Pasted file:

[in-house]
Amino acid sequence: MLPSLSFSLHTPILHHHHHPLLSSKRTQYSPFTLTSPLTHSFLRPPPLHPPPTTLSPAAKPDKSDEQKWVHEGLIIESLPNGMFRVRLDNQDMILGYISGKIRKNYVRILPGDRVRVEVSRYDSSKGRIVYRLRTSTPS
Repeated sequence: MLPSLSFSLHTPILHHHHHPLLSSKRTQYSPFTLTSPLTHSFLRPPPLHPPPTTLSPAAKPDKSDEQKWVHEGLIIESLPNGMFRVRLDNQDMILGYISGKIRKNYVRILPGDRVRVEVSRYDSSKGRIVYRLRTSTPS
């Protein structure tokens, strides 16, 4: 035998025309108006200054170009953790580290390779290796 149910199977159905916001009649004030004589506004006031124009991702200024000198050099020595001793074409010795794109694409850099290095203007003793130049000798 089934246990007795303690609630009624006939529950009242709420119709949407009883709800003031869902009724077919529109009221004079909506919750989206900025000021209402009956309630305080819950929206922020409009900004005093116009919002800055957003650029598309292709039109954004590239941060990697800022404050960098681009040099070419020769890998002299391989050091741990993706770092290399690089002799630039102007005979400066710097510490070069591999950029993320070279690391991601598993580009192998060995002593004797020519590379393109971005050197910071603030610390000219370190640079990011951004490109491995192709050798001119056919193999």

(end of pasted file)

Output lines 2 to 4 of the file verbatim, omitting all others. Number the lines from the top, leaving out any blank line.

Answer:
Amino acid sequence: MLPSLSFSLHTPILHHHHHPLLSSKRTQYSPFTLTSPLTHSFLRPPPLHPPPTTLSPAAKPDKSDEQKWVHEGLIIESLPNGMFRVRLDNQDMILGYISGKIRKNYVRILPGDRVRVEVSRYDSSKGRIVYRLRTSTPS
Repeated sequence: MLPSLSFSLHTPILHHHHHPLLSSKRTQYSPFTLTSPLTHSFLRPPPLHPPPTTLSPAAKPDKSDEQKWVHEGLIIESLPNGMFRVRLDNQDMILGYISGKIRKNYVRILPGDRVRVEVSRYDSSKGRIVYRLRTSTPS
């Protein structure tokens, strides 16, 4: 035998025309108006200054170009953790580290390779290796 149910199977159905916001009649004030004589506004006031124009991702200024000198050099020595001793074409010795794109694409850099290095203007003793130049000798 089934246990007795303690609630009624006939529950009242709420119709949407009883709800003031869902009724077919529109009221004079909506919750989206900025000021209402009956309630305080819950929206922020409009900004005093116009919002800055957003650029598309292709039109954004590239941060990697800022404050960098681009040099070419020769890998002299391989050091741990993706770092290399690089002799630039102007005979400066710097510490070069591999950029993320070279690391991601598993580009192998060995002593004797020519590379393109971005050197910071603030610390000219370190640079990011951004490109491995192709050798001119056919193999």